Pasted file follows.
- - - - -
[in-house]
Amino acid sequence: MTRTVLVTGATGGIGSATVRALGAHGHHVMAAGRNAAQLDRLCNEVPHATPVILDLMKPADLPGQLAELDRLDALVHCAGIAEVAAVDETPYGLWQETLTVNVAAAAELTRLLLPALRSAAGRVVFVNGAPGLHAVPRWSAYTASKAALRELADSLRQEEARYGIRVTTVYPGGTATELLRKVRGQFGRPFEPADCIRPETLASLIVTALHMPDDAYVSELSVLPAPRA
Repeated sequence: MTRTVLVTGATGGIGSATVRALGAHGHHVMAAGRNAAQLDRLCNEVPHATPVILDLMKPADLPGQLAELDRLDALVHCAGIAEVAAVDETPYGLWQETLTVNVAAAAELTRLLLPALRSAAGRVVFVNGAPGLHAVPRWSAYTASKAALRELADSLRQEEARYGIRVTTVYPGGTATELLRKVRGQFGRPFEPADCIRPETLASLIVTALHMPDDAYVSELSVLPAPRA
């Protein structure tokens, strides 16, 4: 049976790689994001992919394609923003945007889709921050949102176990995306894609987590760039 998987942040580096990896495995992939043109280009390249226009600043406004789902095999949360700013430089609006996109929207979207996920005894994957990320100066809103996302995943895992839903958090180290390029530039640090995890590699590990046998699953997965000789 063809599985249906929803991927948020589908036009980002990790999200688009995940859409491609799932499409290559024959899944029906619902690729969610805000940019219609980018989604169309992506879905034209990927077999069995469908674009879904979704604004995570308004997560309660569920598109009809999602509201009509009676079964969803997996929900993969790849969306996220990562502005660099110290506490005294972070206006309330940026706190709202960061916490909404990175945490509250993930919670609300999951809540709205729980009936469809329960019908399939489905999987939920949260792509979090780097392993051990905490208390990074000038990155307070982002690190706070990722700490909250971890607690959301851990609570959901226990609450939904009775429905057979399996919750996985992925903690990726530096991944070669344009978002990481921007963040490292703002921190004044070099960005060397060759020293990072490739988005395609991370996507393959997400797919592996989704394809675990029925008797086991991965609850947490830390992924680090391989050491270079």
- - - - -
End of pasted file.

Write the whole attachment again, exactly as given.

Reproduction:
[in-house]
Amino acid sequence: MTRTVLVTGATGGIGSATVRALGAHGHHVMAAGRNAAQLDRLCNEVPHATPVILDLMKPADLPGQLAELDRLDALVHCAGIAEVAAVDETPYGLWQETLTVNVAAAAELTRLLLPALRSAAGRVVFVNGAPGLHAVPRWSAYTASKAALRELADSLRQEEARYGIRVTTVYPGGTATELLRKVRGQFGRPFEPADCIRPETLASLIVTALHMPDDAYVSELSVLPAPRA
Repeated sequence: MTRTVLVTGATGGIGSATVRALGAHGHHVMAAGRNAAQLDRLCNEVPHATPVILDLMKPADLPGQLAELDRLDALVHCAGIAEVAAVDETPYGLWQETLTVNVAAAAELTRLLLPALRSAAGRVVFVNGAPGLHAVPRWSAYTASKAALRELADSLRQEEARYGIRVTTVYPGGTATELLRKVRGQFGRPFEPADCIRPETLASLIVTALHMPDDAYVSELSVLPAPRA
């Protein structure tokens, strides 16, 4: 049976790689994001992919394609923003945007889709921050949102176990995306894609987590760039 998987942040580096990896495995992939043109280009390249226009600043406004789902095999949360700013430089609006996109929207979207996920005894994957990320100066809103996302995943895992839903958090180290390029530039640090995890590699590990046998699953997965000789 063809599985249906929803991927948020589908036009980002990790999200688009995940859409491609799932499409290559024959899944029906619902690729969610805000940019219609980018989604169309992506879905034209990927077999069995469908674009879904979704604004995570308004997560309660569920598109009809999602509201009509009676079964969803997996929900993969790849969306996220990562502005660099110290506490005294972070206006309330940026706190709202960061916490909404990175945490509250993930919670609300999951809540709205729980009936469809329960019908399939489905999987939920949260792509979090780097392993051990905490208390990074000038990155307070982002690190706070990722700490909250971890607690959301851990609570959901226990609450939904009775429905057979399996919750996985992925903690990726530096991944070669344009978002990481921007963040490292703002921190004044070099960005060397060759020293990072490739988005395609991370996507393959997400797919592996989704394809675990029925008797086991991965609850947490830390992924680090391989050491270079």